One of the few survivors from the Saturday night massacre of Liberals in Victoria is also the least-deserving: Alan Tudge will hang on in Aston despite a swing of more than 7% against him — even bigger than the state-wide swing against his party.
Tudge spent the campaign in hiding, while his colleagues covered for him, pretending not to know about the compensation payout to his former staffer Rachelle Miller.
Miller’s allegations of assault against Tudge during their relationship remain unresolved, courtesy of Scott Morrison’s reluctance to institute a fully independent inquiry into the allegations (it should be noted that serious sexual harassment allegations against Barnaby Joyce also remain unresolved due to the lack of an independent investigation).
Tudge cannot credibly return to the frontbench in a Coalition opposition, and his lingering presence will be a permanent reminder of Scott Morrison’s extraordinary refusal to engage with gender equality and workplace safety issues. He is damaged goods, permanently.
He is also taking up very valuable and rare political real estate: a Liberal seat somewhere in the vague vicinity of Melbourne.
Meanwhile other, more worthy contributors to the Liberal cause go begging — in particular, Josh Frydenberg, who has gone from the next prime minister to out of politics in one night.
The Liberals need Frydenberg in Parliament. Tudge needs to give up his seat and let Frydenberg return to politics. Having vented their anger on Morrison, voters would readily elect Frydenberg in an Aston byelection. From there, he could join Peter Dutton’s frontbench, which is not exactly going to be brimming with talent, especially once Marise Payne bails out. It gives the Liberals a viable leadership option if Dutton is struggling.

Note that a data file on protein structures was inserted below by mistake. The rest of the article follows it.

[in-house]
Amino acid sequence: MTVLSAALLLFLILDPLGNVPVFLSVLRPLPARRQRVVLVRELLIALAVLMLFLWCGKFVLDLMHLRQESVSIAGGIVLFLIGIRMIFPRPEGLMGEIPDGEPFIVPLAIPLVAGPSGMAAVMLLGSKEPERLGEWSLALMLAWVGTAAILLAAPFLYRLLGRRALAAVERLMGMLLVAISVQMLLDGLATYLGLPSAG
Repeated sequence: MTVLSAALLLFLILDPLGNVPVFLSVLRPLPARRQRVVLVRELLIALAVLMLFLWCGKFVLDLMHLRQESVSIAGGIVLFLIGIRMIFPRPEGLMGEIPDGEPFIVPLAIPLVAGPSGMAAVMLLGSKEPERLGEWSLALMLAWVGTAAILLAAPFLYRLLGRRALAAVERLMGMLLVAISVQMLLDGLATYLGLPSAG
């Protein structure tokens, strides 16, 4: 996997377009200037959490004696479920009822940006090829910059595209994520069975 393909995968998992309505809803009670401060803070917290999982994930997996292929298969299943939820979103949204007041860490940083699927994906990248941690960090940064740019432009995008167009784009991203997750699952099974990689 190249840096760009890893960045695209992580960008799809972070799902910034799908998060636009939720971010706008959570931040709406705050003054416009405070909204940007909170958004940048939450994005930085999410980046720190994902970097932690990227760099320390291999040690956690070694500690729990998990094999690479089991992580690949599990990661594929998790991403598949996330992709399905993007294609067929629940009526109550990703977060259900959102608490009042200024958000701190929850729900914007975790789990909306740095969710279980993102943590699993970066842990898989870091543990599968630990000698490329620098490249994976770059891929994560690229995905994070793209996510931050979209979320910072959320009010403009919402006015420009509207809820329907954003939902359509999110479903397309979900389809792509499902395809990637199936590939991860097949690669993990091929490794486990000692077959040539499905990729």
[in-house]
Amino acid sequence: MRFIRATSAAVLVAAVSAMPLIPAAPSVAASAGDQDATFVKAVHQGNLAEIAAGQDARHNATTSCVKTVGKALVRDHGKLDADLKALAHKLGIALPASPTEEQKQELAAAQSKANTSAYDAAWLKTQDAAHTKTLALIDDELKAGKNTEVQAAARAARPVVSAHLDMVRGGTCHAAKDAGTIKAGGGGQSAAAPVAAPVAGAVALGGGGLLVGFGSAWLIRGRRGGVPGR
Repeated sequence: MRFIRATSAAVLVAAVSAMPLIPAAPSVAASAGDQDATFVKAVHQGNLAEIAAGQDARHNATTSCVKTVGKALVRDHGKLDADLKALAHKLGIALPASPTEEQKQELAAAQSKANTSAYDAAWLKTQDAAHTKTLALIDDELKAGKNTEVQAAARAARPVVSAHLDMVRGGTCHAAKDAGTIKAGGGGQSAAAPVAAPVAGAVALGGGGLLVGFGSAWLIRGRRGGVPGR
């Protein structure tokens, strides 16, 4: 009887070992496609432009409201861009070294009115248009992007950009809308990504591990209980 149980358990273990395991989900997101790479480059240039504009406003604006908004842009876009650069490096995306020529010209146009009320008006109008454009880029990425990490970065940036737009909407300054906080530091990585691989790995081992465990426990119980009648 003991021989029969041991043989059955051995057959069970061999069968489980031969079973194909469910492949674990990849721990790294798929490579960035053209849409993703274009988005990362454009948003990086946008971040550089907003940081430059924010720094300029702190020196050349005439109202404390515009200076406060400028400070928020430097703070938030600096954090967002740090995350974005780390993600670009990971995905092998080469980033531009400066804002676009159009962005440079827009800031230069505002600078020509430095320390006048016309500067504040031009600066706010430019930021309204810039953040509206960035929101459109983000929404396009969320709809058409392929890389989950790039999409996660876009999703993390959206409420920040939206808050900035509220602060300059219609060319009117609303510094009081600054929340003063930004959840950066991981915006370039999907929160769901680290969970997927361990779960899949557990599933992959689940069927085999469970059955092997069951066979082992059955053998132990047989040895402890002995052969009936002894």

Dutton may surprise as opposition leader — according to his spruikers, there’s a smiling pragmatic centrist hiding inside Dutton just waiting to spring out — but how many opposition leaders who came to the position straight after losing government have ever made it to the Lodge? Not Bill Shorten. Not Brendan Nelson. Not Kim Beazley. Not Andrew Peacock. Quite possibly, Frydenberg might be dodging a bullet by being knocked out of contention for the role of picking up the pieces after the Morrison disaster.
And, like it or not, the country needs Frydenberg in Parliament. Anything that adds competence and moderation to the opposition is good for the quality of politics in Australia. And on net terms, he’s dramatically better than Tudge.
If Tudge had any commitment to his party, and any skerrick of regard for the public interest, he’d graciously declare his time in politics is over and he’s happy to make way for a Liberal who will make a real contribution. It’ll be a win for everyone.